Turina: Piano Trios (complete)

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WORKS: Piano Trios (complete)
CATALOGUE NO: 8.555870
Though he’s routinely numbered among Spain’s great composers, I find it difficult to get excited about Turina. Technically he may be a master; he’s always refined, aristocratic, discreet, tasteful – but the music, however charming, is all surface, lacking in bite or indeed any unrestrained emotion. These discs provide a handy conspectus of his chamber music – a genre he cultivated with more dedication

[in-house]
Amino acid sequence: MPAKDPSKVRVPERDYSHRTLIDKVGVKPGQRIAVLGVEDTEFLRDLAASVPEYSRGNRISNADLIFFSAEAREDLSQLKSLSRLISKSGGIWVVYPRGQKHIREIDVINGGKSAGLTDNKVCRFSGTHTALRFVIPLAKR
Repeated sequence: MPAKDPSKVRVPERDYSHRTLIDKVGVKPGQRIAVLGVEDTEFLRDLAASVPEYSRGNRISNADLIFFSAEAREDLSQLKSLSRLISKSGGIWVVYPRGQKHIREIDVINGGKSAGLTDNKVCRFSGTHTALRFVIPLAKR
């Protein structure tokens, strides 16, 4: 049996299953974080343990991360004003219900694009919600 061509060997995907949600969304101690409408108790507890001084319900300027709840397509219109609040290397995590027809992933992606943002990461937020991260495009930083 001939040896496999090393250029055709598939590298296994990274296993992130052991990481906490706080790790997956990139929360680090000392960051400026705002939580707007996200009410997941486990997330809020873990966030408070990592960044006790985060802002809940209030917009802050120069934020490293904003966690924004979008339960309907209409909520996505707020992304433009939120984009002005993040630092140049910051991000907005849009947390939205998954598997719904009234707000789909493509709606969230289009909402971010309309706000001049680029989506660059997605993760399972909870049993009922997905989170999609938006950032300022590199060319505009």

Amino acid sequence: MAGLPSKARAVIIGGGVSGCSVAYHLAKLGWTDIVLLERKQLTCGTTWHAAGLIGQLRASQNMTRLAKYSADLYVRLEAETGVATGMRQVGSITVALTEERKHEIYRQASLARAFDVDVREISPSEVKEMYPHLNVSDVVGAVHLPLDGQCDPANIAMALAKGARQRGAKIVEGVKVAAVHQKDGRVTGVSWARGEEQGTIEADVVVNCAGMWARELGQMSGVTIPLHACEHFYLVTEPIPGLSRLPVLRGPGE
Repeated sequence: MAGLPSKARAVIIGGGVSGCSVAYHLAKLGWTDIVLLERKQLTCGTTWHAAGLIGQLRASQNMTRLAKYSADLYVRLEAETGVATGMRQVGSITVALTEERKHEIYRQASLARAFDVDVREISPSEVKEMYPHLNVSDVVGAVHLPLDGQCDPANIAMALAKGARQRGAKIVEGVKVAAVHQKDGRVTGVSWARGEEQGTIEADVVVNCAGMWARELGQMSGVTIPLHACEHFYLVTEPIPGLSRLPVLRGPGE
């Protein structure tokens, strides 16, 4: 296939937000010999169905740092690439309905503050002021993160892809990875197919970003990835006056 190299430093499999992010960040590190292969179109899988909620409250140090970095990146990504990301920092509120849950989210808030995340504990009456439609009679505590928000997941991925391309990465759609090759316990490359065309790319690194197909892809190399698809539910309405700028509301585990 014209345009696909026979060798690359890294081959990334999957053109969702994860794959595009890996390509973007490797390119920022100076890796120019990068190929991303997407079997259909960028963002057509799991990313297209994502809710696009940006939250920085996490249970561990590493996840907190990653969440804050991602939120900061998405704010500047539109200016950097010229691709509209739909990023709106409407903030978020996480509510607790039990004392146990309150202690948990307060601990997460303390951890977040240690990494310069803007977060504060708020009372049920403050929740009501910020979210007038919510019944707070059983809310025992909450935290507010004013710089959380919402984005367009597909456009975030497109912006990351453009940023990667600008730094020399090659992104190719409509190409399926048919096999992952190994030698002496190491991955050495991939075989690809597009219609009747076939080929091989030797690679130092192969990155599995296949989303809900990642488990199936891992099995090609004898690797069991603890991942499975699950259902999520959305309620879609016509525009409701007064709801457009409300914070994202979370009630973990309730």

than any other significant Spanish composer of his time – throughout his career. The rather D’Indy-like Op. 1 Piano Quintet was premiered at the Schola Cantorum in the presence of Falla and Albéniz, who allegedly forbade Turina to write in that style again but to base his work on Spanish folk idioms. He took the injunction to heart (in fact the F major Piano Trio, which now receives its first recording, pre-dates his Paris student years and has more Spanish Nationalist local colour). Occasionally one stumbles on something striking (the early sextet Escena andaluza, with its smoky obbligato viola, or the vibrant Poema de una sanluqueña, a dramatic violin sonata in all but name and superbly played here). But as the later piano trios confirm, the prevailing mixture is Fauré and Jerez. Not that Turina enthusiasts need hesitate. Naxos gives the Trío Arbós a slightly dry acoustic; it plays well, but Meridian’s British (and Japanese) players are clearly just as dedicated to the fastidious gentleman from Seville, and their sound has more warmth and bloom. Calum MacDonald